John Biggs

@johnbiggs

How to write a book

Please don’t be insufferable and romanticize writing.

Writing is easy! For most writers all it takes is to sit in a chair for 20 years staring at a blank screen until someone finally pays you. For you, however, I’d like to offer a few quick tips on how to write your own book quickly and painlessly. Ready?

  1. Have an idea. Duh. Also make sure the idea is interesting to someone besides you. If you’re going to write a space opera about robots and men who work together to defeat the evil Dorth Vorder or if you want to write a book about how to hack your life so you only work 2 hours a year then just stop right now. Ask your friends what they want to read and work through a few ideas before you hit on the perfect one. Or don’t and just write blind and hope that someone else cares about how CrossFit changed your life.
  2. Outline. You cannot go on a journey unless you have a map. Anyone who tells you otherwise is lying to you. You must outline all of your chapters, be it a non-fiction or fiction book. You don’t have to know exactly what each chapter will contain, but you do have to have a general path. Below is an “outline” for a novel I’m working on. I use an app called Scrivener which lets your create books in a very unique way. Before you whine about how you don’t want to learn another program please shut up for a minute.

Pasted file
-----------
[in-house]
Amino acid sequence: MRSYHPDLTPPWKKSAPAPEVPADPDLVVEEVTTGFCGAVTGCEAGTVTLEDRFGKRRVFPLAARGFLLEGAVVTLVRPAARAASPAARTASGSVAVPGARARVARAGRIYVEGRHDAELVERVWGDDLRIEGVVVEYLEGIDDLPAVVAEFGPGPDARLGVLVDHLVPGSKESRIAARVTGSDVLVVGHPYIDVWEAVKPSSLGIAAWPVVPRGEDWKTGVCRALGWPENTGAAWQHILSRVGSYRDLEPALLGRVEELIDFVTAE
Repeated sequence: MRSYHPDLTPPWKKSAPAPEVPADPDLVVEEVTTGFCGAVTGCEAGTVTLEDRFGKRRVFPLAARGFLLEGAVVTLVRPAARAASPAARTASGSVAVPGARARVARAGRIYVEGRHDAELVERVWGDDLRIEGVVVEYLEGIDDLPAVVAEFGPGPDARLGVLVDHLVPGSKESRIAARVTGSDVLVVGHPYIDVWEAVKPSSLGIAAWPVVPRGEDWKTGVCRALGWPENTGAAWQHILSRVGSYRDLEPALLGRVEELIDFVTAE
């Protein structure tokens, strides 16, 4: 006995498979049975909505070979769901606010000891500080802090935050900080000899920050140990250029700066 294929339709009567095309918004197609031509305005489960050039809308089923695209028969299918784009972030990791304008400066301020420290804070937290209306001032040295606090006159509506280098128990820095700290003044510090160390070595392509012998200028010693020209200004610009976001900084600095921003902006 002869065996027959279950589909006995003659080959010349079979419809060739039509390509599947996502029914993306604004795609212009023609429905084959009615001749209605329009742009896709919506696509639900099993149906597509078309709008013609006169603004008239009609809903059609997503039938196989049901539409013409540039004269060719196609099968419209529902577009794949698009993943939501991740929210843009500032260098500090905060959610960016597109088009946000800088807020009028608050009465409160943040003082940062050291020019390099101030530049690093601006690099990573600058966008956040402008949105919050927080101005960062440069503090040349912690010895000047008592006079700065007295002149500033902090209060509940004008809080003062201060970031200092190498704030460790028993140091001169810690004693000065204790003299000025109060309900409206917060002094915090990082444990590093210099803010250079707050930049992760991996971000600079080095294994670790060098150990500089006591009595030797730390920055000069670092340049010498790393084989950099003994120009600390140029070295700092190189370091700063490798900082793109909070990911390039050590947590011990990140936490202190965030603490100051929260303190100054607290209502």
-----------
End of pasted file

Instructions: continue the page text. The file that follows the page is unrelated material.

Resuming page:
Take a look at this. This is a novel.

There is a main “Manuscript” folder that holds little subfolders. Those are the chapters. The subfolders in this image have little flags on them. This probably confuses you. Don’t worry.

Those little flags I added myself by right clicking and changing the icon. I know that if I showed you these flags you would be confused so now I need to explain them. You can make chapters look like almost anything:

I used flags to identify who the main characters were in each chapter. This is helpful if you’re a visual learner or you like icons. Inside those chapter folders are scenes.